0
\$\begingroup\$

The mobile game I am developing consists of one to four players and different agents that are being spawned and act in their own way. All those Agents (Car, Animal and Powerup) derive from the same base class 'Agent' which in turn has a field called 'rank' which represents something like 'low', 'medium' and 'high'. So an agent with rank 'high' will look and behave different than one being tagged 'low'.

The thing is - the 'rank' of the agent is determined at random. The max count of agents active simultaneously is known but this number is not in regard to their 'rank'. When objectpooling, this would lead to the follwing case:

There's a max agent count of, say, 6. This would require 6 instances of each agent with rank 'low' to 'high' to be created, altough some of those instances would never even be used.

So my idea was to create only 6 gameobjects holding the components that each agent requires and use reflection to set the components fields according to the type. The problem is that some compoents which are unique to rank and type would need to be added and removed at runtime.

What solution would be better in terms of runtime and memory performance?

\$\endgroup\$
1
\$\begingroup\$

Object pools should be used when you constantly create and destroy a large number of very similar objects. When retrieving and reinitializing an object from the pool requires some costly operations, like adding and removing components and performing reflection calls, then you are defeating the whole purpose of object pools.

So if you have 3 different types of objects you want to pool, then create a separate object pool for each type of agent.

A compromise would be to work with one pool, but to add the whole set of components to each agent. Instead of destroying and adding the components, you just enable and disable them. Performance-wise, enabling and disabling is far cheaper than adding or removing.

However, reading between the lines of your question, i get a bit sceptical if object pools are actually useful to you in the first place. You say you only have 6 simultaneous objects in the game. How many of these objects get destroyed and reinitialized per second? Object pooling is useful when you have a large number of short-lived game objects (like bullets in a shoot-em-up, for example). When you have few game objects and they usually live for several seconds, then object pooling is unlikely to really do much for you.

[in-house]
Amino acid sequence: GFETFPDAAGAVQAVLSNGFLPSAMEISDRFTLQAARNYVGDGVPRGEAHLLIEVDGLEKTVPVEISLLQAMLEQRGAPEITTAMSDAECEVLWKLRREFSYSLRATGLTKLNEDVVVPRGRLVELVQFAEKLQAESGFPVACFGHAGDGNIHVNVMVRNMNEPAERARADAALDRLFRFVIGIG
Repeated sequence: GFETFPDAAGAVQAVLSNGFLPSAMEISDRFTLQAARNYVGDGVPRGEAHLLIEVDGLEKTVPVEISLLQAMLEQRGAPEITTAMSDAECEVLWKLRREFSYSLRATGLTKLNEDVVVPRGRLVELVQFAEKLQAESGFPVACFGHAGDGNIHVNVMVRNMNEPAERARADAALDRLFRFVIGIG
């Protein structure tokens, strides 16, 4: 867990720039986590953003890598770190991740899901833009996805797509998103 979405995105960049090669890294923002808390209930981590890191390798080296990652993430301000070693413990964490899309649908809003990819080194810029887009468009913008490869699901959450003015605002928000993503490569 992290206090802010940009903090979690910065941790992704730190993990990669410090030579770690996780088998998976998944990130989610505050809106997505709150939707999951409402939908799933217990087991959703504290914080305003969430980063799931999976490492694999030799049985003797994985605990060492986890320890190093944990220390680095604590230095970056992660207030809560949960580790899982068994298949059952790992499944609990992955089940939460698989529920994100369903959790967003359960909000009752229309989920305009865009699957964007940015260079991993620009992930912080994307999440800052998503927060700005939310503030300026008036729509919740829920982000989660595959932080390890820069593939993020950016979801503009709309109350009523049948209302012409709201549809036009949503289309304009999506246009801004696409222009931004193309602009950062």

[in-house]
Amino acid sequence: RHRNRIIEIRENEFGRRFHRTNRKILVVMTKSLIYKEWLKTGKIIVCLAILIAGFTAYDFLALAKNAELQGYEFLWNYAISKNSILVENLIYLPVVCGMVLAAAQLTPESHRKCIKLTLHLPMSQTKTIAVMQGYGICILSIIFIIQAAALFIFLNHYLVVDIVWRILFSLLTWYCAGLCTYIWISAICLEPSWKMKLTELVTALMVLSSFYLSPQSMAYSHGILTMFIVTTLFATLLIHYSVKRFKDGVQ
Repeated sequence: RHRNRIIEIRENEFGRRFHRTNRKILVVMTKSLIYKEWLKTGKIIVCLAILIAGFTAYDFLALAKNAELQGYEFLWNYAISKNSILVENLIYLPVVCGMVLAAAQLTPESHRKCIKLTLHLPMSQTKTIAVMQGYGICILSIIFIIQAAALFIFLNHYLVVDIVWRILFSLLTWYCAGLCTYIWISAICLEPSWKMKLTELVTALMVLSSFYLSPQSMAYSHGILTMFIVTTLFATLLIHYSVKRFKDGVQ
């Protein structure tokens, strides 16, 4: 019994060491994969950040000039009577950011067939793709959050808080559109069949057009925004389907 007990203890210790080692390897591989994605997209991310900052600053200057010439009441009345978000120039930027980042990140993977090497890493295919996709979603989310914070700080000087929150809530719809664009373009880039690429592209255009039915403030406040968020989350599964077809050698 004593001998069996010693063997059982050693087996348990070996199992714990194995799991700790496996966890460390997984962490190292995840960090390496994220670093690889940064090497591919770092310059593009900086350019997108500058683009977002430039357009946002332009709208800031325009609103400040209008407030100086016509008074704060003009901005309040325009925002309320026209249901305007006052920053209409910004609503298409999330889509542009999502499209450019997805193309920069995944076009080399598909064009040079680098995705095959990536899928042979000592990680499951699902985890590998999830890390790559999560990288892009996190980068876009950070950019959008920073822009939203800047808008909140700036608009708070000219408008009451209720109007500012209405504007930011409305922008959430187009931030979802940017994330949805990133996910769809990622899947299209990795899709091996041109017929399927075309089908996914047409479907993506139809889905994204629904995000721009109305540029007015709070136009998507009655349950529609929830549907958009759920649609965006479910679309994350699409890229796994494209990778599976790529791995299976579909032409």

\$\endgroup\$
  • \$\begingroup\$ 6 was an arbitrary number I pulled out of thin air. The game may have 20, 30 or more objects active at the same time. When creating a seperate pool for each of those objects, I would have 30 ore more instances for each type and as I just said a lot of those instances would not even be used. This ends up requiring a lot more memory than necessary. \$\endgroup\$ – Roman Stadlhuber Nov 10 '18 at 11:00
  • \$\begingroup\$ @RomanStadlhuber Object pooling is always a tradeoff of memory for performance. That's their purpose. The question is, is it a good trade in your particular circumstances. This depends on how much memory each game object in the pool actually consumes (did you check?) and how often you are using the pool. \$\endgroup\$ – Philipp Nov 10 '18 at 11:04

Your Answer

By clicking “Post Your Answer”, you agree to our terms of service, privacy policy and cookie policy

Not the answer you're looking for? Browse other questions tagged or ask your own question.